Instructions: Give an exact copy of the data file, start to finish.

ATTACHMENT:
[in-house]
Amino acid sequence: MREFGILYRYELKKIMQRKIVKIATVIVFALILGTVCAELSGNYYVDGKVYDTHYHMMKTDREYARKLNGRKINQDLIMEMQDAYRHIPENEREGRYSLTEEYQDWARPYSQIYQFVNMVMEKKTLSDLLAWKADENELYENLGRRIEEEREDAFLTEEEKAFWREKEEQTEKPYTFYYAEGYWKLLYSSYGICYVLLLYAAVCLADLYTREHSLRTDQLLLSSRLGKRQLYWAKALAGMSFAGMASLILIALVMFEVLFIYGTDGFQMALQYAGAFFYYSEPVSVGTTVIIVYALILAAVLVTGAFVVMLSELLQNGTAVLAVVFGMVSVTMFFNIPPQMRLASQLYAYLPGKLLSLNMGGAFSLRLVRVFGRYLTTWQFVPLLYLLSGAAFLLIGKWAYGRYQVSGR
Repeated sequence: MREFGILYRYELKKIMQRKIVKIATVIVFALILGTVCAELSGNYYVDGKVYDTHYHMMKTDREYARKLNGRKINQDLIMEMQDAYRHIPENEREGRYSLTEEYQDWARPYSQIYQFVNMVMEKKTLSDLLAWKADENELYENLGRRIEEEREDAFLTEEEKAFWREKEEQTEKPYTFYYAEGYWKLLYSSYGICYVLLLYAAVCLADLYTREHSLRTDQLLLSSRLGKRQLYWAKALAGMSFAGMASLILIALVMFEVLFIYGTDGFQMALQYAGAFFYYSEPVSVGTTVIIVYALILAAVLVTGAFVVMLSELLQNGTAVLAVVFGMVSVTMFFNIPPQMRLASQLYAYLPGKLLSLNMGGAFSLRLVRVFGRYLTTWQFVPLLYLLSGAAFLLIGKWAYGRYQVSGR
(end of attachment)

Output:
[in-house]
Amino acid sequence: MREFGILYRYELKKIMQRKIVKIATVIVFALILGTVCAELSGNYYVDGKVYDTHYHMMKTDREYARKLNGRKINQDLIMEMQDAYRHIPENEREGRYSLTEEYQDWARPYSQIYQFVNMVMEKKTLSDLLAWKADENELYENLGRRIEEEREDAFLTEEEKAFWREKEEQTEKPYTFYYAEGYWKLLYSSYGICYVLLLYAAVCLADLYTREHSLRTDQLLLSSRLGKRQLYWAKALAGMSFAGMASLILIALVMFEVLFIYGTDGFQMALQYAGAFFYYSEPVSVGTTVIIVYALILAAVLVTGAFVVMLSELLQNGTAVLAVVFGMVSVTMFFNIPPQMRLASQLYAYLPGKLLSLNMGGAFSLRLVRVFGRYLTTWQFVPLLYLLSGAAFLLIGKWAYGRYQVSGR
Repeated sequence: MREFGILYRYELKKIMQRKIVKIATVIVFALILGTVCAELSGNYYVDGKVYDTHYHMMKTDREYARKLNGRKINQDLIMEMQDAYRHIPENEREGRYSLTEEYQDWARPYSQIYQFVNMVMEKKTLSDLLAWKADENELYENLGRRIEEEREDAFLTEEEKAFWREKEEQTEKPYTFYYAEGYWKLLYSSYGICYVLLLYAAVCLADLYTREHSLRTDQLLLSSRLGKRQLYWAKALAGMSFAGMASLILIALVMFEVLFIYGTDGFQMALQYAGAFFYYSEPVSVGTTVIIVYALILAAVLVTGAFVVMLSELLQNGTAVLAVVFGMVSVTMFFNIPPQMRLASQLYAYLPGKLLSLNMGGAFSLRLVRVFGRYLTTWQFVPLLYLLSGAAFLLIGKWAYGRYQVSGR